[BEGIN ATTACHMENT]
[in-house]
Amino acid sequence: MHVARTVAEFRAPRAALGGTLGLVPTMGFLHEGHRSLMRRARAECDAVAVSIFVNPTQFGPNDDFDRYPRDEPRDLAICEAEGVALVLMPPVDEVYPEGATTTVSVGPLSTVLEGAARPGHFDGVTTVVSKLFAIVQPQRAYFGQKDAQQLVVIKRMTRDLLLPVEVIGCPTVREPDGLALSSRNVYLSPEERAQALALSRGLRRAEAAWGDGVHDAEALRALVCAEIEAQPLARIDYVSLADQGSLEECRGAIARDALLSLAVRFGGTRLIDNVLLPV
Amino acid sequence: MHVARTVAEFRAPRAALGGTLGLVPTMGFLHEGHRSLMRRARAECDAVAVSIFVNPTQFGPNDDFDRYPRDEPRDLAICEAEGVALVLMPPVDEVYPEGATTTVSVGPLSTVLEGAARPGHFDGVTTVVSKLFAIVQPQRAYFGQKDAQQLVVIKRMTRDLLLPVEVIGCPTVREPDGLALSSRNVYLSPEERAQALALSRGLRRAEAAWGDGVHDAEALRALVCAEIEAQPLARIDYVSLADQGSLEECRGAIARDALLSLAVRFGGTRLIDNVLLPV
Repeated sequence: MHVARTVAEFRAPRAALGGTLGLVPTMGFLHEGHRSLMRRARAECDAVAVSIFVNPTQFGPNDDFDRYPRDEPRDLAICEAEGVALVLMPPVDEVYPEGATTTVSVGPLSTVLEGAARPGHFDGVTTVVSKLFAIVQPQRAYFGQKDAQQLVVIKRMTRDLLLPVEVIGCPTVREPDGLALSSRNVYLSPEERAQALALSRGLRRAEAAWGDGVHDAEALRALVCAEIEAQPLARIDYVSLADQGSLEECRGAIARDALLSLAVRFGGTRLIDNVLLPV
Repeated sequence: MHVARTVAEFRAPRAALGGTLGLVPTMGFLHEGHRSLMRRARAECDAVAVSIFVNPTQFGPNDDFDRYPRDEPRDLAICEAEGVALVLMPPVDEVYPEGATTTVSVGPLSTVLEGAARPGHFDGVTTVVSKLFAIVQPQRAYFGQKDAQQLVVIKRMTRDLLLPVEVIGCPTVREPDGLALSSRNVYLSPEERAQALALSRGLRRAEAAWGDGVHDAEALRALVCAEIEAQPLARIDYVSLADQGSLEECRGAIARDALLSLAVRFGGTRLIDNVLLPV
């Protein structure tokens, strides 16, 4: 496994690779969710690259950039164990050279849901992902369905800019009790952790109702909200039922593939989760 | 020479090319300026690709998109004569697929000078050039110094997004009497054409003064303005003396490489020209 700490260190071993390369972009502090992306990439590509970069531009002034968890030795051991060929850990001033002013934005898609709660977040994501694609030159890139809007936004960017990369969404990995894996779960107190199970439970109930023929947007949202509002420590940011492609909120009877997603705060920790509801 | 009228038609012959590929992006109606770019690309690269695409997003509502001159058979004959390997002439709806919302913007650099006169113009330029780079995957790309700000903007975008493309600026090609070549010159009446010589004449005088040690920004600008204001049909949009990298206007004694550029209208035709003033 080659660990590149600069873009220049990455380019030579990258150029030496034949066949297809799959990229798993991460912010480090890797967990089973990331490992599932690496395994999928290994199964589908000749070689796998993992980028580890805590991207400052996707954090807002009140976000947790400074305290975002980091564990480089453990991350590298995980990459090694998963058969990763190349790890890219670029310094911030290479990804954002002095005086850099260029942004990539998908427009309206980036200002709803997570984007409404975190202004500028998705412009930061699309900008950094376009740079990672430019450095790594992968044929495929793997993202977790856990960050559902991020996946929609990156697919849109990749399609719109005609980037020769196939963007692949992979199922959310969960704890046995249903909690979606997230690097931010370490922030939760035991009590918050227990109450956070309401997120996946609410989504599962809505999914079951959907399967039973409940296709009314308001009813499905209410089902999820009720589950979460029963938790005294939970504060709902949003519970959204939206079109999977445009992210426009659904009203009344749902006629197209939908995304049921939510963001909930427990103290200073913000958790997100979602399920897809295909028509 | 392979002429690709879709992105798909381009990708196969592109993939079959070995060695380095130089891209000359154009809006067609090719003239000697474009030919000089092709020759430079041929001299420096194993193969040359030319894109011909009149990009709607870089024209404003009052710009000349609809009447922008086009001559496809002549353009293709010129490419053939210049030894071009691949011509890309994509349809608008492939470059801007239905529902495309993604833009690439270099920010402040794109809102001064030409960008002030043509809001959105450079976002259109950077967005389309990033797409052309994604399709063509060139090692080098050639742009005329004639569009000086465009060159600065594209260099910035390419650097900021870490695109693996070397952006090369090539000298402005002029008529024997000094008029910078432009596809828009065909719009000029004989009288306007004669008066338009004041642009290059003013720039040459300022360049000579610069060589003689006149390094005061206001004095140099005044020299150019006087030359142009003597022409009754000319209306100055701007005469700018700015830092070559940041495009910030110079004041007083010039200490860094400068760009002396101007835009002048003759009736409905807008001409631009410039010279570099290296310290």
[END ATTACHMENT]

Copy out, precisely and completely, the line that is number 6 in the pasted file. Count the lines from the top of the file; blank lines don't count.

């Protein structure tokens, strides 16, 4: 496994690779969710690259950039164990050279849901992902369905800019009790952790109702909200039922593939989760 | 020479090319300026690709998109004569697929000078050039110094997004009497054409003064303005003396490489020209 700490260190071993390369972009502090992306990439590509970069531009002034968890030795051991060929850990001033002013934005898609709660977040994501694609030159890139809007936004960017990369969404990995894996779960107190199970439970109930023929947007949202509002420590940011492609909120009877997603705060920790509801 | 009228038609012959590929992006109606770019690309690269695409997003509502001159058979004959390997002439709806919302913007650099006169113009330029780079995957790309700000903007975008493309600026090609070549010159009446010589004449005088040690920004600008204001049909949009990298206007004694550029209208035709003033 080659660990590149600069873009220049990455380019030579990258150029030496034949066949297809799959990229798993991460912010480090890797967990089973990331490992599932690496395994999928290994199964589908000749070689796998993992980028580890805590991207400052996707954090807002009140976000947790400074305290975002980091564990480089453990991350590298995980990459090694998963058969990763190349790890890219670029310094911030290479990804954002002095005086850099260029942004990539998908427009309206980036200002709803997570984007409404975190202004500028998705412009930061699309900008950094376009740079990672430019450095790594992968044929495929793997993202977790856990960050559902991020996946929609990156697919849109990749399609719109005609980037020769196939963007692949992979199922959310969960704890046995249903909690979606997230690097931010370490922030939760035991009590918050227990109450956070309401997120996946609410989504599962809505999914079951959907399967039973409940296709009314308001009813499905209410089902999820009720589950979460029963938790005294939970504060709902949003519970959204939206079109999977445009992210426009659904009203009344749902006629197209939908995304049921939510963001909930427990103290200073913000958790997100979602399920897809295909028509 | 392979002429690709879709992105798909381009990708196969592109993939079959070995060695380095130089891209000359154009809006067609090719003239000697474009030919000089092709020759430079041929001299420096194993193969040359030319894109011909009149990009709607870089024209404003009052710009000349609809009447922008086009001559496809002549353009293709010129490419053939210049030894071009691949011509890309994509349809608008492939470059801007239905529902495309993604833009690439270099920010402040794109809102001064030409960008002030043509809001959105450079976002259109950077967005389309990033797409052309994604399709063509060139090692080098050639742009005329004639569009000086465009060159600065594209260099910035390419650097900021870490695109693996070397952006090369090539000298402005002029008529024997000094008029910078432009596809828009065909719009000029004989009288306007004669008066338009004041642009290059003013720039040459300022360049000579610069060589003689006149390094005061206001004095140099005044020299150019006087030359142009003597022409009754000319209306100055701007005469700018700015830092070559940041495009910030110079004041007083010039200490860094400068760009002396101007835009002048003759009736409905807008001409631009410039010279570099290296310290």